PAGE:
As for “empowering his viewers,” again, Dr. Oz has promoted all manner of quackery, likely influenced by his wife Lisa, who is a reiki master, whose father was also a cardiothoracic surgeon who embraced alternative medicine and Eastern mysticism, and whose mother was a true believer in homeopathy.. By 1995 others were calling him out for his quackery for letting reiki masters into his operating room.
He’s also always been all about the branding and grift. For example, since Dr. Oz announced his campaign, Sony Pictures, which syndicates his show, has had to make contingency plans to take his show off the air in Pennsylvania and any TV station whose signal can be received over-the-air in Pennsylvania. They even have a succession plan in place, in case Dr. Oz actually wins the nomination and has to spend 2022 campaigning:
Sony has a long-term plan if Oz wins the Republican nomination and spends 2022 running in the general election. Starting in mid-January, Oz’s daughter Daphne — a chef, author and TV personality — is slated to take over Oz’s time periods with a program called “The Good Dish,” according to two people familiar with the plan.
“The Good Dish” would replace “Dr. Oz” for at least the rest of the 2021-22 TV season, said one person who does business with TV stations that carry “Dr. Oz.” A representative for Sony Pictures Television had no comment on its plans. Daphne Oz is a judge on the Fox reality series “MasterChef Junior” and was a co-host on the ABC daytime series “The Chew.”
Leave it to Dr. Oz to add nepotism to his grifting. Back to Dr. Oz’s reasons for running:
The reality of our challenges has crystallized during the pandemic. Over 750,000 in the United States have died from the virus, a devastating toll for families and communities. Many of those deaths were preventable. COVID-19 became an excuse for the government and elite thinkers who controlled the means of communication to suspend debate. Dissenting opinions from leading scholars were ridiculed and canceled so their ideas could not be disseminated.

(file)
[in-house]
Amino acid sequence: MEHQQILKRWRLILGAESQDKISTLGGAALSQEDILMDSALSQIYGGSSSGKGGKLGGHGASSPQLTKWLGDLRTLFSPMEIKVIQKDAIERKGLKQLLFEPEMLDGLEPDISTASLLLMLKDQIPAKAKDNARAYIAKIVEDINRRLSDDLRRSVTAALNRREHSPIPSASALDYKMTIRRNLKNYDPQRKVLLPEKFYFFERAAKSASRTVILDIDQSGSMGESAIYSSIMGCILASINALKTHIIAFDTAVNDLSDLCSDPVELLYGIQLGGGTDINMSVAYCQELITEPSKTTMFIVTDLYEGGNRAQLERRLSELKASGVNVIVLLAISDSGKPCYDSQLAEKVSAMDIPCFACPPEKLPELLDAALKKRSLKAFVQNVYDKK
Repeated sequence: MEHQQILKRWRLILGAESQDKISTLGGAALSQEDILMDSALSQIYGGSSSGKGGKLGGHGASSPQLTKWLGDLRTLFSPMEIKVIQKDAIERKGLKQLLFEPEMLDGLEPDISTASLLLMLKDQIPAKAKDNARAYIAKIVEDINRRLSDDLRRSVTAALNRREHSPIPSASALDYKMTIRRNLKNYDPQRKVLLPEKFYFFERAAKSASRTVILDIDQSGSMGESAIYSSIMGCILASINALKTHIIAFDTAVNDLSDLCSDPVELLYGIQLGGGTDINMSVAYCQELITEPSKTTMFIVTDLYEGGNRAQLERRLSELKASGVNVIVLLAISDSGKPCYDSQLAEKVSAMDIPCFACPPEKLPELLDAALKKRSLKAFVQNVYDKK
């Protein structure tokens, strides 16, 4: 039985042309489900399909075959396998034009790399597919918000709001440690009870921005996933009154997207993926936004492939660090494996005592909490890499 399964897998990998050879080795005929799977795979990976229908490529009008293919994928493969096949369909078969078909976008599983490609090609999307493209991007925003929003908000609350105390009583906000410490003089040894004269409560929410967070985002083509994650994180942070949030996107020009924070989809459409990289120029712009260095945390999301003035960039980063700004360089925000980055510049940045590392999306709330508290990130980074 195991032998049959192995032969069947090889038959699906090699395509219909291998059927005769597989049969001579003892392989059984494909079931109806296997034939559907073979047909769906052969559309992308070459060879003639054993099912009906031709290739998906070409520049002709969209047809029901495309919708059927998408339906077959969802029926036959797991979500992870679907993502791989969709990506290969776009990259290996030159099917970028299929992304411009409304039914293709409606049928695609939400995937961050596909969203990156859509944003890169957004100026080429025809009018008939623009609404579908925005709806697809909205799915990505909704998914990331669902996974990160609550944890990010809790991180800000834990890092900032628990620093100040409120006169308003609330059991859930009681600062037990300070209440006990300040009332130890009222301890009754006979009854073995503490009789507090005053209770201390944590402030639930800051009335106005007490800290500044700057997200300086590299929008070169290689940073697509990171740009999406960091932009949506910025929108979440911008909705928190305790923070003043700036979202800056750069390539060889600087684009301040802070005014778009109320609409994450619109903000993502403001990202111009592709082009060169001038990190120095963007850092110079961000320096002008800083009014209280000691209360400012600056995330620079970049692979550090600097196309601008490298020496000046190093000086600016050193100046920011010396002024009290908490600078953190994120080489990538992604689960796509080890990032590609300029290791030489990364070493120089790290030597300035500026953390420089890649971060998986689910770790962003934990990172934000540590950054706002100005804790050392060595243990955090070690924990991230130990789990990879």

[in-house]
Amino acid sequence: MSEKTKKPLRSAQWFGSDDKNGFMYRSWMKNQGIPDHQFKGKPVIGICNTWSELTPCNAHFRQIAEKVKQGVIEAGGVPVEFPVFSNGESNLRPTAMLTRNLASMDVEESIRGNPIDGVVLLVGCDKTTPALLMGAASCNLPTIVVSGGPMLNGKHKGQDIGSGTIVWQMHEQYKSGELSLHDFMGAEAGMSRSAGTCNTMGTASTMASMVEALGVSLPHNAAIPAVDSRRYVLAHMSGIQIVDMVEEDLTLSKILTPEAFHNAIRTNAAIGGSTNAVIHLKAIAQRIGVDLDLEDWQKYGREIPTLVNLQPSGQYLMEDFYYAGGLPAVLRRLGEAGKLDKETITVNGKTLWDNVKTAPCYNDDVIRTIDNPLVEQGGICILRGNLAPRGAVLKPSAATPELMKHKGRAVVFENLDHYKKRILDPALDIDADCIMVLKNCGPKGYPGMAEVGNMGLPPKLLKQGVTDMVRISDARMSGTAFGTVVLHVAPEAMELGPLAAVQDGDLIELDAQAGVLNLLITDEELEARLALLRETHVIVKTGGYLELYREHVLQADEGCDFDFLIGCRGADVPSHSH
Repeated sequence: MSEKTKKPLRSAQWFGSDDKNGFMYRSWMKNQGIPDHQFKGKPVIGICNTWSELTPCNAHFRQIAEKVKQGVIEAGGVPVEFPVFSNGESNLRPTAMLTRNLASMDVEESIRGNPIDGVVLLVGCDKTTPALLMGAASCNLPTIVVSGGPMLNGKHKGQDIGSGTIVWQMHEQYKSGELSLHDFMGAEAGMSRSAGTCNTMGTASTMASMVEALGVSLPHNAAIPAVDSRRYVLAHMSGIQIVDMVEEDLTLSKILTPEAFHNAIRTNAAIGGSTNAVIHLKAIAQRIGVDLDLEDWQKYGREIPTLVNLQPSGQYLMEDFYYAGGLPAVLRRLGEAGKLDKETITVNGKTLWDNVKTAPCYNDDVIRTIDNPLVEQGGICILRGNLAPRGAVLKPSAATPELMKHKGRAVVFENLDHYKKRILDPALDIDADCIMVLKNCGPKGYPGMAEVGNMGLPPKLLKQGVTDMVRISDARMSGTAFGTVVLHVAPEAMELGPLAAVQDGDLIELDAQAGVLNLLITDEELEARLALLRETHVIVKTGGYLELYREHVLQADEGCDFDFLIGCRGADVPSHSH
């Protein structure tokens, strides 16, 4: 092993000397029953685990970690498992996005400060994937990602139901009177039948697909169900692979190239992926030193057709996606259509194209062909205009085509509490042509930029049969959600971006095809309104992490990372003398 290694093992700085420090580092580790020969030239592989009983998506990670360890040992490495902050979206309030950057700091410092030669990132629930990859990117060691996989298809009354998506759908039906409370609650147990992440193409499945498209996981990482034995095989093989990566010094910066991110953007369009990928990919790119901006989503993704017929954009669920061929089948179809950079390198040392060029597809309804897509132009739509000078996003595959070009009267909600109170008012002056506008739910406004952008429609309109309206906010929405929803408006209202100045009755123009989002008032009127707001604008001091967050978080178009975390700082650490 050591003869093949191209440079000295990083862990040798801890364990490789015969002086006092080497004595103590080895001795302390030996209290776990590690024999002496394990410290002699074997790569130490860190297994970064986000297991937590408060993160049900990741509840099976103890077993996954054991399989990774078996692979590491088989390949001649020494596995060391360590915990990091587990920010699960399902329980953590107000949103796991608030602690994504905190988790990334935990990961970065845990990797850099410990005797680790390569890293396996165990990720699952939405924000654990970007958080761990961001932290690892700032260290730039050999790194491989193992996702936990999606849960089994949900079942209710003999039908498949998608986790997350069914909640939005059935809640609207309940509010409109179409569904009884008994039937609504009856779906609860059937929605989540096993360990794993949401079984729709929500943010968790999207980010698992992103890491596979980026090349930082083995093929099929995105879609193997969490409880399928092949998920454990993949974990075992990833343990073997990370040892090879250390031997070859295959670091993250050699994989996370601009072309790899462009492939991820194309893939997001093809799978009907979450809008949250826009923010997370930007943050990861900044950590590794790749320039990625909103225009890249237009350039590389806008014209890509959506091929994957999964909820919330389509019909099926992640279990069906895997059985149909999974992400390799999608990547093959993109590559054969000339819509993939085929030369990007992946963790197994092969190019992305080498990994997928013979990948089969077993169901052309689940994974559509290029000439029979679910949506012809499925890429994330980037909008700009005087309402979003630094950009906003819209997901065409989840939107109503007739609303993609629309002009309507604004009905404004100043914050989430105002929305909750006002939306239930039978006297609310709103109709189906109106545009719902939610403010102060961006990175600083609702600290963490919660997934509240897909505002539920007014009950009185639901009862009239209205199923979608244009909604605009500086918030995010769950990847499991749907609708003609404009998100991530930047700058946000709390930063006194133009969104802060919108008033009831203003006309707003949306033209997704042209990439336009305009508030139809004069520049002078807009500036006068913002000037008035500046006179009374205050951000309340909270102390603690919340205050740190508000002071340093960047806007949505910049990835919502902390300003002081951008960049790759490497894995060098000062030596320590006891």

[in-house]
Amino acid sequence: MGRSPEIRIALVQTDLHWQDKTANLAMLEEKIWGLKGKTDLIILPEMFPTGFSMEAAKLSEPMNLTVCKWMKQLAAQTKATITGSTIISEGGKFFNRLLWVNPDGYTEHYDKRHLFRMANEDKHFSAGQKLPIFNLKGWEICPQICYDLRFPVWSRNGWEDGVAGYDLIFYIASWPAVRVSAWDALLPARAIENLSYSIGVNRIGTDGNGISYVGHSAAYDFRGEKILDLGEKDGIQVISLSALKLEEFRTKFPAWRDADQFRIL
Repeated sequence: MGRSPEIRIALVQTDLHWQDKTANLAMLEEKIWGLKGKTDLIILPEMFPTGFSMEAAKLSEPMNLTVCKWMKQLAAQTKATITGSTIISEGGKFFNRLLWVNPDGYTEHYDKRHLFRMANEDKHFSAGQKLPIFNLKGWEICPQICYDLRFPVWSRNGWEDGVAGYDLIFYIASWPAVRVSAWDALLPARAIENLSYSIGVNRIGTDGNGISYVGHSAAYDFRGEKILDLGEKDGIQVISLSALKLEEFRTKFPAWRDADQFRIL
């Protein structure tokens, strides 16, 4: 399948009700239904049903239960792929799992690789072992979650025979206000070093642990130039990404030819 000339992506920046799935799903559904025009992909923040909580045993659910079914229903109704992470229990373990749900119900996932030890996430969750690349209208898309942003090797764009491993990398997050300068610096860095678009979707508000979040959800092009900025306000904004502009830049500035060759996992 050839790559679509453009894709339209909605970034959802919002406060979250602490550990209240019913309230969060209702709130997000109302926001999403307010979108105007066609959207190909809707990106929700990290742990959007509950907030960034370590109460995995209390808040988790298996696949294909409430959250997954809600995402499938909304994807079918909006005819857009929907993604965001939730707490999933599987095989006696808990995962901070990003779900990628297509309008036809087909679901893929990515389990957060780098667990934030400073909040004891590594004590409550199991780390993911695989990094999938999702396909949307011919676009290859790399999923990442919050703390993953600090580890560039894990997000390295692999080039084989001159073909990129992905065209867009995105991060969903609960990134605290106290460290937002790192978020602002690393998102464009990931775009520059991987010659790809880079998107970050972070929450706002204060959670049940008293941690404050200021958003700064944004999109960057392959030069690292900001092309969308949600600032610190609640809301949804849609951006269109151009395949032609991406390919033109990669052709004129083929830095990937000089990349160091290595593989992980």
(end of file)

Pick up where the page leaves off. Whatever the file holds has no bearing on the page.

“Leading scholars.” I wonder whom he means by that. If he’s referring to people like John Ioannidis, Jay Bhattarchya, Marty Makary, and the like, all COVID-19 contrarian academics who have consistently minimized the threat from the virus (sometimes even declaring the pandemic “over” as long as a year and a half ago) and cast doubt on mitigation measures like masks and lockdowns, I can only laugh. These people have had an incredibly prominent voice, not just on Fox News and right wing outlets, but all over the news, including CNN, MSNBC, and mainstream outlets. In reality, Dr. Oz, being a quack himself, identifies with his fellow contrarians, quacks, astroturfers, and grifters, because he’s used the same schtick when he was being criticized for promoting pseudoscience on his show.
Next up, Dr. Oz predictably appeals to freedumb: